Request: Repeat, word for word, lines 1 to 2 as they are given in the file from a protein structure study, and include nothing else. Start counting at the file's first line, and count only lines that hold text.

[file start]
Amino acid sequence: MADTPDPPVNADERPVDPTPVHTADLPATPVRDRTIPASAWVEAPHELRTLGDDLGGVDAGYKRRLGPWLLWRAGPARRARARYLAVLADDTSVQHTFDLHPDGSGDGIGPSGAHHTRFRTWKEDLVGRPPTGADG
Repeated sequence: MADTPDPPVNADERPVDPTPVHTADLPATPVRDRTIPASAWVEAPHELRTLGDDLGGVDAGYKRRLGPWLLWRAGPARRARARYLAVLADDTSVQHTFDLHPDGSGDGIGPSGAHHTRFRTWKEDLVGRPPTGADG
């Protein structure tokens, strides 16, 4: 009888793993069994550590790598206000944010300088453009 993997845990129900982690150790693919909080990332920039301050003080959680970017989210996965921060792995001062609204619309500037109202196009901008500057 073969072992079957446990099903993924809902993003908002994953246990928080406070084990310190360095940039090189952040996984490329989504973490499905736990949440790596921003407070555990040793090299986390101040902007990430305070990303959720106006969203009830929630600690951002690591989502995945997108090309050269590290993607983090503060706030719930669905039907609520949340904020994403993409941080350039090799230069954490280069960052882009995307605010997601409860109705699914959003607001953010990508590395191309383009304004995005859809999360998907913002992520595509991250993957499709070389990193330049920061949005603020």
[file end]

Amino acid sequence: MADTPDPPVNADERPVDPTPVHTADLPATPVRDRTIPASAWVEAPHELRTLGDDLGGVDAGYKRRLGPWLLWRAGPARRARARYLAVLADDTSVQHTFDLHPDGSGDGIGPSGAHHTRFRTWKEDLVGRPPTGADG
Repeated sequence: MADTPDPPVNADERPVDPTPVHTADLPATPVRDRTIPASAWVEAPHELRTLGDDLGGVDAGYKRRLGPWLLWRAGPARRARARYLAVLADDTSVQHTFDLHPDGSGDGIGPSGAHHTRFRTWKEDLVGRPPTGADG